In the US, the primary competitors to local bike shops are the mass merchants such as Wal-Mart or Target, representing 73% of the units and 36% of the dollars in 2007, full-line sporting goods stores such as Dick’s Sporting Goods, multi-sport stores such as R.E.I., representing 7% of the units and 9% of the dollars in 2007, and mail order and online vendors representing 3% of the units and 6% of the dollars in 2007. There are also chains of bike shops, though most LBS are independently owned, 91% of them have one location. Beyond bicycles, a local bicycle shop may offer clothing and other accessories, spare and replacement parts, tools, and a variety of services.
Services may include expert fitting and custom bike building or ordering, maintenance and repairs from experienced bicycle mechanics, and organized group rides and classes. A self-service work area may be available.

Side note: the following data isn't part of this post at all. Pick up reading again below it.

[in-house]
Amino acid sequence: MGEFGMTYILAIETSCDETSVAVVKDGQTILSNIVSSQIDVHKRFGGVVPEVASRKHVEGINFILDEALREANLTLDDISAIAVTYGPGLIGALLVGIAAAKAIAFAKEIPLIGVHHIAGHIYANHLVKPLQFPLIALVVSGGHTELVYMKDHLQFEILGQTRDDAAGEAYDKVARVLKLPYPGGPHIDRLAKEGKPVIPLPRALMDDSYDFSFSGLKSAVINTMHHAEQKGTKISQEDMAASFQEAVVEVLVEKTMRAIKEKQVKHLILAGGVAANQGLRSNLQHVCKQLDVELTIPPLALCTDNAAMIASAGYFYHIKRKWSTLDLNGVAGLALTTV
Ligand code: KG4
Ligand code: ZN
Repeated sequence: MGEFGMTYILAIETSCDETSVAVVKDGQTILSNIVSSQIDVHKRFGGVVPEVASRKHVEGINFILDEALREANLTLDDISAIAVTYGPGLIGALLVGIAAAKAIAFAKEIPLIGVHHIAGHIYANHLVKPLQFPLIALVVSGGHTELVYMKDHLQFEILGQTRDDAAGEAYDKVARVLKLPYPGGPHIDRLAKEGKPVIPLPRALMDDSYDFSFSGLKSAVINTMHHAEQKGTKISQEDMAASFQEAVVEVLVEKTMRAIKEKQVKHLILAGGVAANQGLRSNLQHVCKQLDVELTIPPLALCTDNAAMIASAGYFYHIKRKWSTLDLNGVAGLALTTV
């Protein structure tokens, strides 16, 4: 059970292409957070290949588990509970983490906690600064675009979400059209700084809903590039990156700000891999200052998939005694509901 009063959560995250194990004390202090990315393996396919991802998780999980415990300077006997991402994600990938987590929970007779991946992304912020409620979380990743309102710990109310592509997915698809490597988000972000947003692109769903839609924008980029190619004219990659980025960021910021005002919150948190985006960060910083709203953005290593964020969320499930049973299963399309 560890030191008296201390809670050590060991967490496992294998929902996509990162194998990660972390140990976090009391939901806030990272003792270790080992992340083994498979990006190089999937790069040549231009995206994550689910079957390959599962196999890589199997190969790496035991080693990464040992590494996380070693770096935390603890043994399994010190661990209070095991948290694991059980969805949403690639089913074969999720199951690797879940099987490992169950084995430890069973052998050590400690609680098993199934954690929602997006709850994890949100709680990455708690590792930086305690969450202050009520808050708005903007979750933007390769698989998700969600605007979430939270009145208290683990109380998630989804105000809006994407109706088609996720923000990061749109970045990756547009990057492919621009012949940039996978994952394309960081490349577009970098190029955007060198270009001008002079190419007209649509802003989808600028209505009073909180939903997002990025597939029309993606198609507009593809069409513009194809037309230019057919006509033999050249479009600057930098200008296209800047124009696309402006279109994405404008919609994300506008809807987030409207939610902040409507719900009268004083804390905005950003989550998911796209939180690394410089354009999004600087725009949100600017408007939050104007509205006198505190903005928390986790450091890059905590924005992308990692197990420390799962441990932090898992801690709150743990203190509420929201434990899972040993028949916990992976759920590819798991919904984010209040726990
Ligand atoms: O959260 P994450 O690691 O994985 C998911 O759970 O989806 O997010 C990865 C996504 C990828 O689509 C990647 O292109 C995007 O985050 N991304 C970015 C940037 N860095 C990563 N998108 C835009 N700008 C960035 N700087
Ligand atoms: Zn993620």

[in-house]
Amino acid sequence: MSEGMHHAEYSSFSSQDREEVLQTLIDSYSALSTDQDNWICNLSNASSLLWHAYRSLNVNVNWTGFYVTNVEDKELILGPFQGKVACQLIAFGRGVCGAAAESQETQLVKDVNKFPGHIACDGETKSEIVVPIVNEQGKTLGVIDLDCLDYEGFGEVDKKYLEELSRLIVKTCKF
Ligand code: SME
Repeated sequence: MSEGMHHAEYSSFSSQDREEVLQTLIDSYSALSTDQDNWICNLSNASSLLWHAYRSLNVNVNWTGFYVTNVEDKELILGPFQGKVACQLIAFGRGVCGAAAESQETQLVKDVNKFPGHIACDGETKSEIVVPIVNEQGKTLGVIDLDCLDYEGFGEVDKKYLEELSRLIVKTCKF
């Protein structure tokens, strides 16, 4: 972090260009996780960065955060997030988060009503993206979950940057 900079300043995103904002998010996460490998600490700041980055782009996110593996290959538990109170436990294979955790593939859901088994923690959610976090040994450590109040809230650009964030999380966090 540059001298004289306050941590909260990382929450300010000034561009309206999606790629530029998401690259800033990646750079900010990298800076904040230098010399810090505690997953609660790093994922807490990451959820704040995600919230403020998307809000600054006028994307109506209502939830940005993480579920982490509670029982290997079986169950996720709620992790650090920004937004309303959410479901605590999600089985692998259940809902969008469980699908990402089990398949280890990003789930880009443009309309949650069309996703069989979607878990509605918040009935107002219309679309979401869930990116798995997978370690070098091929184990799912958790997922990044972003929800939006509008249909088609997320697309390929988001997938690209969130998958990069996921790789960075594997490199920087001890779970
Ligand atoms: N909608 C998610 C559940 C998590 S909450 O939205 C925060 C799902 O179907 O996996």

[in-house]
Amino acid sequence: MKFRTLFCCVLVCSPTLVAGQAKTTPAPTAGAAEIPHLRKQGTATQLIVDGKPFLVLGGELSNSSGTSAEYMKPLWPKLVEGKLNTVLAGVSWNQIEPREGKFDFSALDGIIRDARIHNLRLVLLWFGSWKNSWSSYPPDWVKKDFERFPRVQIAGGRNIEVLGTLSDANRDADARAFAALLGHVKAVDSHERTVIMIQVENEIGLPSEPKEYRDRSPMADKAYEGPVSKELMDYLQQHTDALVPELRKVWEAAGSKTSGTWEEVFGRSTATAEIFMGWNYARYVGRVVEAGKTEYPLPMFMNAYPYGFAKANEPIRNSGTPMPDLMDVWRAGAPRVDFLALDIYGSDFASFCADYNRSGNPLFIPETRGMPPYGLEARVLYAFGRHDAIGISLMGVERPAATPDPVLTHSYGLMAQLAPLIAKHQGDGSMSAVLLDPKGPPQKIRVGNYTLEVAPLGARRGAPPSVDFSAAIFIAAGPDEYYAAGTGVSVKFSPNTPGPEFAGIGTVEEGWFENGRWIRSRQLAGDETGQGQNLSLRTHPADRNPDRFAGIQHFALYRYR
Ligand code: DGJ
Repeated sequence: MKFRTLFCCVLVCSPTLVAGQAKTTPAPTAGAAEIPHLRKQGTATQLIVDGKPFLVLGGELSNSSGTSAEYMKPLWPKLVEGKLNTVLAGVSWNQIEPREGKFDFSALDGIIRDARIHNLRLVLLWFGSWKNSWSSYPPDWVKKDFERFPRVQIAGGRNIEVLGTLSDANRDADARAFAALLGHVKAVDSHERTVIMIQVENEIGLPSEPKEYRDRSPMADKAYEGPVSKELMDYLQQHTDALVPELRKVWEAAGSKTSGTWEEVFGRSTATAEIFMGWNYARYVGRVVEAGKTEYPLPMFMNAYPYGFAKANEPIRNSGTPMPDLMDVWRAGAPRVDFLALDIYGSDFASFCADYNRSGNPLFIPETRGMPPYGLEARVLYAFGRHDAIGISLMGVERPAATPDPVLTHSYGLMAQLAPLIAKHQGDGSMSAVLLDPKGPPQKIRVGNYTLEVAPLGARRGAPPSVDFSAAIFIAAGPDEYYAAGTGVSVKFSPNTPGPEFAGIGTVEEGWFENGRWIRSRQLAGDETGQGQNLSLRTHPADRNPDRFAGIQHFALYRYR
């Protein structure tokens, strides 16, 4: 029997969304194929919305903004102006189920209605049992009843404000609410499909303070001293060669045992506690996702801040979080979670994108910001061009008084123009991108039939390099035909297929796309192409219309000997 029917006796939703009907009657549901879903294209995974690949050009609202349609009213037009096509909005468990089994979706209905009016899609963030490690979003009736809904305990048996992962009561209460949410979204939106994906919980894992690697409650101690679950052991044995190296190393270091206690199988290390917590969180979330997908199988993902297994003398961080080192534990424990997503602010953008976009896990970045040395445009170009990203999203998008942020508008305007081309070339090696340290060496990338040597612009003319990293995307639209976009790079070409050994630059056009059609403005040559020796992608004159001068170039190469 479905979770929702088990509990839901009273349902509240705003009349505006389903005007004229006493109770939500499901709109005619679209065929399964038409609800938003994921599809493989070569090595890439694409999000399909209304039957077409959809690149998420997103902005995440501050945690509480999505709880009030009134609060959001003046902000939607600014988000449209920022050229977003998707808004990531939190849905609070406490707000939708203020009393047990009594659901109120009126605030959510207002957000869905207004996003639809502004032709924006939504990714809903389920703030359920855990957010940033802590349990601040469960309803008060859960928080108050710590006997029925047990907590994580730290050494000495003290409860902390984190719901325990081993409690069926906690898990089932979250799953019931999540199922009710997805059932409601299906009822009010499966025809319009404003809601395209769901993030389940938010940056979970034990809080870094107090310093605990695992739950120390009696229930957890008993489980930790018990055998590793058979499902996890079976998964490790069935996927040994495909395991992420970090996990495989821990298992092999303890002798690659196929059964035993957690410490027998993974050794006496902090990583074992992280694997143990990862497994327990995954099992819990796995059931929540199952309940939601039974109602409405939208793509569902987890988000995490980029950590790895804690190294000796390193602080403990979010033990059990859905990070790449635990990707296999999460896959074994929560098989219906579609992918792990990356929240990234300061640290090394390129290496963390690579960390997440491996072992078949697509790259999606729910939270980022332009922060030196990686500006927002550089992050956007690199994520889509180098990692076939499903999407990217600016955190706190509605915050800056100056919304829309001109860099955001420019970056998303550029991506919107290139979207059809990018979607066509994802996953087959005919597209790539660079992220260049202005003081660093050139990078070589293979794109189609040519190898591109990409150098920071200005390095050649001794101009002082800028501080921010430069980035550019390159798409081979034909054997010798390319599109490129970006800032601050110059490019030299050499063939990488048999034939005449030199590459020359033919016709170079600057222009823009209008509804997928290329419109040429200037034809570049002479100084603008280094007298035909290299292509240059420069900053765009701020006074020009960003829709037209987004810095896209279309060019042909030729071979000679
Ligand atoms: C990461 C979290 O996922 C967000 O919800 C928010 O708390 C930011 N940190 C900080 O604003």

Shops may also specialize on one or more aspects of cycling: bicycle racing, triathlon, bicycle touring, BMX, mountain biking, etc. Similarly, shops may carry a diverse range of bicycles, from single-seat upright bikes, to more specialized types such as tandem bicycles, recumbent bicycles, folding bicycles. Many shops also carry related items such as unicycles and skateboards.
Shops located out of temperate climates may have a secondary line in order to keep busy in the off season (winter). These include goods and services for skiing, camping, and physical fitness. Some shops keep their regular customers coming in through the winter by offering group training sessions.